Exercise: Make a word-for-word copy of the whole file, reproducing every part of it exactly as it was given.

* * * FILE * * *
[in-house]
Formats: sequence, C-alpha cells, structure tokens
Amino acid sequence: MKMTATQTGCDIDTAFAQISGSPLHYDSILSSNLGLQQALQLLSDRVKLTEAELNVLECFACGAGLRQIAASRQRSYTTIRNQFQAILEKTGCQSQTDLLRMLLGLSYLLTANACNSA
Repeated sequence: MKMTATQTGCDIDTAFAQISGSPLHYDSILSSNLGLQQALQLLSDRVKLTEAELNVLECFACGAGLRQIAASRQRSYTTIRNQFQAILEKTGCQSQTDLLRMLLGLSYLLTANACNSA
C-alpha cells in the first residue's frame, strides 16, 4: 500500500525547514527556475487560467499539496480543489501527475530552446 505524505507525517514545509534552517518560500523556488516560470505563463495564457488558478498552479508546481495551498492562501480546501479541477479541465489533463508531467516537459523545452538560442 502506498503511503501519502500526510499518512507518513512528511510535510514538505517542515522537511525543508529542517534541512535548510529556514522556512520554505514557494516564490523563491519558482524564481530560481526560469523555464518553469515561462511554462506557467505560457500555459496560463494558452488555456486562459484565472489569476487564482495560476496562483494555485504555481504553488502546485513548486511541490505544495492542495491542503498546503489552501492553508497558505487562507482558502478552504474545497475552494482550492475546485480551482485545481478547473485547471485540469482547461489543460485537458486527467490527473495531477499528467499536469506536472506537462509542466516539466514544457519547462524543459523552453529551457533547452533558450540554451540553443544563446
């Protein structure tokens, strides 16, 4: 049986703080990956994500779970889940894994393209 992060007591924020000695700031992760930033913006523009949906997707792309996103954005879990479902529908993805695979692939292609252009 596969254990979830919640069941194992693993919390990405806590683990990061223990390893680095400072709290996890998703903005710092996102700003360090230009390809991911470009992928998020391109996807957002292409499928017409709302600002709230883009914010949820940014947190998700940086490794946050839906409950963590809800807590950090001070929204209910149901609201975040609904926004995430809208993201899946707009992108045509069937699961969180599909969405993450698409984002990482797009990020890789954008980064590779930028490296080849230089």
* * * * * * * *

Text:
[in-house]
Formats: sequence, C-alpha cells, structure tokens
Amino acid sequence: MKMTATQTGCDIDTAFAQISGSPLHYDSILSSNLGLQQALQLLSDRVKLTEAELNVLECFACGAGLRQIAASRQRSYTTIRNQFQAILEKTGCQSQTDLLRMLLGLSYLLTANACNSA
Repeated sequence: MKMTATQTGCDIDTAFAQISGSPLHYDSILSSNLGLQQALQLLSDRVKLTEAELNVLECFACGAGLRQIAASRQRSYTTIRNQFQAILEKTGCQSQTDLLRMLLGLSYLLTANACNSA
C-alpha cells in the first residue's frame, strides 16, 4: 500500500525547514527556475487560467499539496480543489501527475530552446 505524505507525517514545509534552517518560500523556488516560470505563463495564457488558478498552479508546481495551498492562501480546501479541477479541465489533463508531467516537459523545452538560442 502506498503511503501519502500526510499518512507518513512528511510535510514538505517542515522537511525543508529542517534541512535548510529556514522556512520554505514557494516564490523563491519558482524564481530560481526560469523555464518553469515561462511554462506557467505560457500555459496560463494558452488555456486562459484565472489569476487564482495560476496562483494555485504555481504553488502546485513548486511541490505544495492542495491542503498546503489552501492553508497558505487562507482558502478552504474545497475552494482550492475546485480551482485545481478547473485547471485540469482547461489543460485537458486527467490527473495531477499528467499536469506536472506537462509542466516539466514544457519547462524543459523552453529551457533547452533558450540554451540553443544563446
């Protein structure tokens, strides 16, 4: 049986703080990956994500779970889940894994393209 992060007591924020000695700031992760930033913006523009949906997707792309996103954005879990479902529908993805695979692939292609252009 596969254990979830919640069941194992693993919390990405806590683990990061223990390893680095400072709290996890998703903005710092996102700003360090230009390809991911470009992928998020391109996807957002292409499928017409709302600002709230883009914010949820940014947190998700940086490794946050839906409950963590809800807590950090001070929204209910149901609201975040609904926004995430809208993201899946707009992108045509069937699961969180599909969405993450698409984002990482797009990020890789954008980064590779930028490296080849230089």